A native of the Bluegrass state, Ken Gardner, president and CEO of Sagent Technology, was born, raised, attended college and held his first job as a computer programmer in Louisville, Kentucky. Graduating from college as a finance major, Gardner hoped his first job would somehow relate to stock market analysis. Unfortunately it was during President Nixon's 1972 wage freeze, and there were not a lot of jobs available. "I remember interviewing at a bank that had two positions available branch manager trainee and programmer trainee. I wasn't sure I wanted to be a branch manager trainee, but I knew I didn't want to be a programmer." One doesn't always get what one hopes for, as Gardner relates, "They offered me the programmer position! That's how I began my career in the information technology field. Three weeks into my training, I had a program running. A year later I had 10 people working for me." He says, "Career counselors are always advising kids to find their bliss. Well, I found mine. From that point on, computing basically became my vocation and my avocation."
Recapping the experiences that led him to form Sagent, Gardner says, "After working at banks and insurance companies as a CICS assembly language programmer, I was fortunate to be hired by a computer services company called Tymshare Inc. and worked in research and development for that firm. I left that firm to become vice president of technology at a human resources mainframe software company called Tesseract when it was a 40-person start-up." Gardner held a senior management position at Viewpoint Systems and was the president, CEO and one of the founders of ReportSmith which was later purchased by Borland International. When Gardner left Borland, he and John Zicker, who is Sagent's executive vice president of technology, founded Sagent.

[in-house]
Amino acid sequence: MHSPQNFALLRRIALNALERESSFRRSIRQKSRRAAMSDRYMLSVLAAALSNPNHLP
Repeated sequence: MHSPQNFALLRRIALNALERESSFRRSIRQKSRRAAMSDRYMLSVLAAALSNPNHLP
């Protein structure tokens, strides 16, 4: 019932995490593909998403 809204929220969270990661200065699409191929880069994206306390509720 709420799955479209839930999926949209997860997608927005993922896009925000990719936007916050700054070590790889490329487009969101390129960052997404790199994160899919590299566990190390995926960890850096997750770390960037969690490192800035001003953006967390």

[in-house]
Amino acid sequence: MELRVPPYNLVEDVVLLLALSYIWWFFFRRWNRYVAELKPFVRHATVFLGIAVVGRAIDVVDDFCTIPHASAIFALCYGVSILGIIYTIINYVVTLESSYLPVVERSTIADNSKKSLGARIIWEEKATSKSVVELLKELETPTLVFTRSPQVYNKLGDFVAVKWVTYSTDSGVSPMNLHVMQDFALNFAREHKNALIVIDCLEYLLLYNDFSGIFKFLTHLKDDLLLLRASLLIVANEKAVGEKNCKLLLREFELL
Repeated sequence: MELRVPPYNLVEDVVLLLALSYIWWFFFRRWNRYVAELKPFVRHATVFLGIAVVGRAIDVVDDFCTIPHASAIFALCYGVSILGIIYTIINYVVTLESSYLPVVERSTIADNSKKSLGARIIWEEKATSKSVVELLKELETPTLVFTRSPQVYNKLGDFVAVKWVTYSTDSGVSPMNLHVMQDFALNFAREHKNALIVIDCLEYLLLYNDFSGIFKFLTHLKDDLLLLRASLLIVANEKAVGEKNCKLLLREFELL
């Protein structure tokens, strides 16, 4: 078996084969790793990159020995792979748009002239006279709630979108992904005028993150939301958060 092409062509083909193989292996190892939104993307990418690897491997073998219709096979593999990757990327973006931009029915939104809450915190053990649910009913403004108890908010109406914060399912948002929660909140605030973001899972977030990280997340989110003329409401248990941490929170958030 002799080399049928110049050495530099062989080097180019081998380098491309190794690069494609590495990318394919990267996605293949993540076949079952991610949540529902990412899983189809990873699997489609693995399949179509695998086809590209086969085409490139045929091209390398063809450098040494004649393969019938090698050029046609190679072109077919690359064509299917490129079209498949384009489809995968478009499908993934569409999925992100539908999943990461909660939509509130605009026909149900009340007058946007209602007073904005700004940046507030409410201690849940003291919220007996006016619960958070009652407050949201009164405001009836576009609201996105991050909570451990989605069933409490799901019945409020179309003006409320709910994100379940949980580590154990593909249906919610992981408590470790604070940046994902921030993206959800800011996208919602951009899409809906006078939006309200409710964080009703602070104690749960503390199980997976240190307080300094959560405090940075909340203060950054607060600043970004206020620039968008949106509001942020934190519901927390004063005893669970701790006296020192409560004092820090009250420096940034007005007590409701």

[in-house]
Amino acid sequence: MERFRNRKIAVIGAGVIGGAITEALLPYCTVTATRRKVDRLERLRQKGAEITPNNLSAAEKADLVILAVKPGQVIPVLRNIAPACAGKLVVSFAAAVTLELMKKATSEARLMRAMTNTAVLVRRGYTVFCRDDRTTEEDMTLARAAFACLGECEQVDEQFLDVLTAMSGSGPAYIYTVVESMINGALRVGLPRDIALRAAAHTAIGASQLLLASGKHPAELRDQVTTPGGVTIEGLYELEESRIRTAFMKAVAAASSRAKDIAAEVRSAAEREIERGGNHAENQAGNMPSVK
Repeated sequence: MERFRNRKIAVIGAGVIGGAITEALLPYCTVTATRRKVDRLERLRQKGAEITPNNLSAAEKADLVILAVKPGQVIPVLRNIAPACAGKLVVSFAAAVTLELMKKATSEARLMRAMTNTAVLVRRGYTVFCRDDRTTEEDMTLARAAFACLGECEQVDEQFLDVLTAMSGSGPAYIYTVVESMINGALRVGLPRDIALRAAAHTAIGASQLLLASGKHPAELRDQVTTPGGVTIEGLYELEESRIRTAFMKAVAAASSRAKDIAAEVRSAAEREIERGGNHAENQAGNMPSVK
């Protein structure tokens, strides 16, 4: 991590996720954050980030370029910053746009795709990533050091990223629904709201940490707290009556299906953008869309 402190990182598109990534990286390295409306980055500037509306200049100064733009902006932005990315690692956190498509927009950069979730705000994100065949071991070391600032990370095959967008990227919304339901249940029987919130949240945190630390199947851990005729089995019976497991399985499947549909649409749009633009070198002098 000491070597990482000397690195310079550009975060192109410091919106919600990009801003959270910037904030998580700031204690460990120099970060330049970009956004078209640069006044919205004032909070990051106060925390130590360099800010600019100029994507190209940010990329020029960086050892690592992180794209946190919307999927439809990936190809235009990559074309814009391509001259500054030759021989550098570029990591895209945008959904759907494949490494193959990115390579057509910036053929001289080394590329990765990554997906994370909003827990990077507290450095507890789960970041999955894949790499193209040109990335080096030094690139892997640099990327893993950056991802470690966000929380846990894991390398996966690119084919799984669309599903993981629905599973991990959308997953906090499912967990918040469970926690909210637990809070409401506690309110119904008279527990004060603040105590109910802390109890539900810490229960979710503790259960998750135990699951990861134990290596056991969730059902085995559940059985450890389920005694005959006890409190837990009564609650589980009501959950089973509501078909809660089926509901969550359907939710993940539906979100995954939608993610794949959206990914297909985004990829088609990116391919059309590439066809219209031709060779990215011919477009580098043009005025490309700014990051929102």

Today Sagent's charter is to bring information closer to decision-makers in a way that is quicker and easier to use. Sagent seeks to do this with the Sagent Data Mart Solution, an integrated package of best-of-breed products, coupled with Sagent's comprehensive professional services.
Sagent's success will hinge on certain early choices made by the founders. Gardner says, "We made a number of pretty significant technological and architectural bets back in 1995 when we started the company. One of those bets was choosing NT as our platform." Commenting on that selection, he adds, "In June of 1995, we essentially made a bet that Microsoft in conjunction with the hardware vendors would move the NT platform forward so that it would become an acceptable platform for large-scale data warehouses. And although they can't quite get to the top 5-10 percent of data warehousing applications, with SQL Server 7.0 on an eight-way server running NT 5 they will get pretty close to touching the top."